With solemn ceremony and rousing speeches, Philadelphia’s Irish community celebrated the 100th anniversary of the 1916 Easter Rising on Sunday, April 24, the lost battle that led to the ultimate victory of Irish independence.
The event started in the blazing sunshine at The Irish Memorial, where a number of local dignitaries, including State Rep. Mike Driscoll and Philadelphia City Councilman Bobby Henon spoke. Using only an index card for reference, Irish-born Patsy Kelly, told the history of the uprising, in which about 1200 armed Irish men and women seized buildings in Dublin, launched by the reading of The Proclamation by Irish teacher Padraig Pearse.
That document, which proclaimed Ireland a free republic belonging to the Irish people, was read later at Independence Hall, first in English by Regina Mullen Bocchino and Dierdre Mullen, the granddaughters of Joseph McGarrity, a Philadelphia-based businessman from Tyrone who was considered the financier of the rebellion, and then in Irish by Temple University cardiologist Brian O Murchu, MD.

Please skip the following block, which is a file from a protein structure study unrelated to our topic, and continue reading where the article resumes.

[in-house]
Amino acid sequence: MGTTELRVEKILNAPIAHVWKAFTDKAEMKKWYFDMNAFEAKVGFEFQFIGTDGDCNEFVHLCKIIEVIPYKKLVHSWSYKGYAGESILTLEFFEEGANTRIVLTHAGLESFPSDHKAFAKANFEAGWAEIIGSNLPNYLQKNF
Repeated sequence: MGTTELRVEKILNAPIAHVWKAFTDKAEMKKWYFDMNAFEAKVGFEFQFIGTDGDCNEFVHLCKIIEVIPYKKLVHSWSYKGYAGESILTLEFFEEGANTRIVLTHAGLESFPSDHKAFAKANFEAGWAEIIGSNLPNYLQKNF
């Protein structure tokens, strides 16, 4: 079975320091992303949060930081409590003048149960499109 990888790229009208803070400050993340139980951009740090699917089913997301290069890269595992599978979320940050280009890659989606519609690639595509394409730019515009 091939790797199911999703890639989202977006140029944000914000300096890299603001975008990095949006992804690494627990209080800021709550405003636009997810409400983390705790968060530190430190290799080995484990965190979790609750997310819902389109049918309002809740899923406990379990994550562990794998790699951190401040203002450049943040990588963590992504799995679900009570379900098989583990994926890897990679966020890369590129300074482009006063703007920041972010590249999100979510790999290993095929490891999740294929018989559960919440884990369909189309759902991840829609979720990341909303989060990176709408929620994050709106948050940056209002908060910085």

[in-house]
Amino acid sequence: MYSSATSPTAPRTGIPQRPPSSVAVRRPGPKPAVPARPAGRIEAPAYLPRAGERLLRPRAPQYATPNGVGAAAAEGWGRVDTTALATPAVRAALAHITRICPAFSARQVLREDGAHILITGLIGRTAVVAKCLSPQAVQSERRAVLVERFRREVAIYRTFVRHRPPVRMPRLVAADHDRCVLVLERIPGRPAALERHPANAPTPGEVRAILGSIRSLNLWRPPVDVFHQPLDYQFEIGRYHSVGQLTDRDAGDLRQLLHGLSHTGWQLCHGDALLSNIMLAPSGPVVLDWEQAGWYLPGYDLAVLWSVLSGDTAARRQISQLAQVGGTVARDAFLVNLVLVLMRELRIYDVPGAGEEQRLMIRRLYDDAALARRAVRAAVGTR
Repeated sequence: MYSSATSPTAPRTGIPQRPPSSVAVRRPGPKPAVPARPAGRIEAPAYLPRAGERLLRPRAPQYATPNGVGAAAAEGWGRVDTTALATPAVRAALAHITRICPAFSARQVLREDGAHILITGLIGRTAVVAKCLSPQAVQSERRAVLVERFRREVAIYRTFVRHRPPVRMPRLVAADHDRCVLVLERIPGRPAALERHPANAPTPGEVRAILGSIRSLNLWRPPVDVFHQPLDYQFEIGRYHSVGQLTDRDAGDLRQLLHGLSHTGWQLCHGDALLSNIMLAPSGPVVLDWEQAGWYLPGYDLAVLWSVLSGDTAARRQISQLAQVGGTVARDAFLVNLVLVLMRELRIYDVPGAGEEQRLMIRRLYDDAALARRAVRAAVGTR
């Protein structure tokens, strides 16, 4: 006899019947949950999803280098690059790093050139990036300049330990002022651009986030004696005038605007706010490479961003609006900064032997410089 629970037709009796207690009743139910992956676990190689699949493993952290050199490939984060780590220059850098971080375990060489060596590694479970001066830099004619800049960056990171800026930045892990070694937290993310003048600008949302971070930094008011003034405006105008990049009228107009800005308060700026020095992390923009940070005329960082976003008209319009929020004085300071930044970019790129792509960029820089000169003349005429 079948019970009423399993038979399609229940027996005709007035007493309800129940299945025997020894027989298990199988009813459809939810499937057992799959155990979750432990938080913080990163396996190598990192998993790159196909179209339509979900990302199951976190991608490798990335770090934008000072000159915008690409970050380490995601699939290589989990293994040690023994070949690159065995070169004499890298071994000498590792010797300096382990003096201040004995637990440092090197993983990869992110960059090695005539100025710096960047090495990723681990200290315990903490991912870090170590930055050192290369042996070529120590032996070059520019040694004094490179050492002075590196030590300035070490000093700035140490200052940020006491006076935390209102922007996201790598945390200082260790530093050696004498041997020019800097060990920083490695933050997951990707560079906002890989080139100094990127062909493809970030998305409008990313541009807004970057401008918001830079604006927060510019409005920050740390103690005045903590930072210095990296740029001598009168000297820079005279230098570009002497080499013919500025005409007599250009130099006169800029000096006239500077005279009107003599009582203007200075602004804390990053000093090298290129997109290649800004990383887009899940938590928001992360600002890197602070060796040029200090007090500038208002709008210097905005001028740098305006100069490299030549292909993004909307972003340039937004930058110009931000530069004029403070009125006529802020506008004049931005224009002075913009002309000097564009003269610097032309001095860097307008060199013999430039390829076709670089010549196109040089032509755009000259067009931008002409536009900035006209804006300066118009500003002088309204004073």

The family of Luke Dillon, a Clan na Gael supporter from Trenton and Philadelphia who participated in a bombing campaign in England prior to the uprising, laid a wreath at the Irish Memorial in his honor.
Most if not all of the Ancient Order of Hibernians and Ladies AOH divisions were on hand, along with representatives from Clan na Gael, Irish Northern Aid, the county societies, the Emerald Pipe and Drum Band, the Irish Thunder Pipes and Drums, and the Second Street Society Pipes and Drums. They became a parade that marched up Market Street from the Memorial to Independence Hall, where a tent housed framed biographies and photos of the leaders of the uprising, most of whom lost their lives.
Their names were read by longtime republican stalwart Frances Duffy, as Jim Lockhart of AOH Div. 87 rang a bell for each of the dead.